B.L. v. Mahanoy Area School District (Supreme Court – Petition Stage)
October 1, 2020
The Mahanoy Area School District asks the Supreme Court to hear a case in which a high school student was removed from the cheerleading squad after posting offensive language directed at the team online. NSBA was joined by several national educational organizations in support of the school district’s petition, urging the High Court to accept the case to resolve disagreement between appellate courts on the extent to which school officials may regulate online off-campus student speech that is disruptive to the learning environment. NSBA explained that the appellate court’s ruling against the district: (1) creates uncertainty in the law about whether and to what extent public administrators may discipline students for off-campus student speech; (2) overlooks the distinction between core academic programs and extracurricular activities; draws a line between on- and off-campus speech is arbitrary and anachronistic. The brief concludes that the High Court’s guidance is especially needed as schools shift to remote learning in the wake of the COVID-19 pandemic.
Kennedy v. Bremerton School District (U.S. Court of Appeals for the Ninth Circuit)
September 28, 2020
The Ninth Circuit will consider the extent to which an assistant football coach’s act of praying at the 50-yard line immediately after games is protected by the First Amendment. NSBA filed an amicus brief joined by several state school boards associations explaining that school district must be able to regulate employee speech that occurs during their official duties, as courts have repeatedly recognized and as sound public policy requires. Because teachers and coaches hold positions of trust and authority, and interact with impressionable young minds, they are regarded as speaking for the school district while at school or a school function, in the general presence of students.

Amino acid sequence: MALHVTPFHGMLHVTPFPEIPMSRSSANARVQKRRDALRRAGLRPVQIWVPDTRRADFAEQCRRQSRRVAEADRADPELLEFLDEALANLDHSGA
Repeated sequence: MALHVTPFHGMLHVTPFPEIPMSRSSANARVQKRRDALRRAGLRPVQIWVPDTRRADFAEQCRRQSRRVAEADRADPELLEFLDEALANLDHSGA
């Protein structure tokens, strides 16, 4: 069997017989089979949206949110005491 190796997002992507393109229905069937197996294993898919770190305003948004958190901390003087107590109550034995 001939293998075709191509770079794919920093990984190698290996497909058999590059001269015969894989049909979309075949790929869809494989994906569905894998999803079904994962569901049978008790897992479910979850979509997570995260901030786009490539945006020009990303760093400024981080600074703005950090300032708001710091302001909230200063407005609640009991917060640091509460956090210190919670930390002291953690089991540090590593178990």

Adams v. McMaster (South Carolina Supreme Court)
September 3, 2020
The South Carolina Supreme Court is asked to decide whether the governor’s use of CARES Act funds for a private school voucher program violates the state constitution’s prohibition on public funds being used for the direct benefit of private schools. In the brief, NSBA urges the court to hold the program unlawful because it not only violates the state constitutional restriction, but also conflicts with Congress’s purpose to support public schools’ efforts to serve students, particularly those who are economically disadvantaged, through the CARES Act.
The National Association for the Advancement of Colored People v. DeVos (U.S. District Court for the District of Columbia)
August 28, 2020
The issue before the U.S. District Court for the District of Columbia is whether the Department of Education exceeded its authority when it issued an Interim Final Rule regarding apportionment of equitable services to private schools under the CARES Act. The CARES Act provision at issue “unequivocally and plainly instruct[s]” the U.S. Secretary of Education to allocate the CARES Act funding in the same manner as Title I of the Elementary and Secondary Education Act (ESEA), which has been for the last half century our nation’s flagship education program for funding our neediest students. NSBA, along with several national education advocacy groups, filed a brief in support of the plaintiffs, led by the NAACP, arguing: (1) Secretary DeVos’s decision to divert critical funding from public schools is based on a misreading of the CARES Act that ignores key historical and statutory context; and (2) the Secretary’s unlawful diversion of CARES funds will harm our most vulnerable students.
William V. v. Copperas Cove Independent School District (U.S. Court of Appeals for the Fifth Circuit)
May 1, 2020
The U.S. Court of Appeals for the Fifth Circuit is asked to decide whether a Texas district court determined, in error, that a student’s diagnosis of “dyslexia” equates to a “Specific Learning Disability” under the IDEA, requiring a school district to find that student eligible for IDEA services. The NSBA/Texas Association of School Boards’ Legal Assistance Fund amicus brief explains that: a dyslexia “label” is not interchangeable with “Specific Learning Disability” under IDEA, in fact several states require specific “dyslexia” interventions outside of or in addition to IDEA requirements; decisions about IDEA eligibility should be made by IEP teams, which include the student’s parents; and the court should not adopt a standard broader than that required by the Supreme Court’s ruling in Endrew F.
D.L. v. St. Louis City School District (U.S. Court of Appeals for the Eighth Circuit, supporting motion for rehearing)
March 31, 2020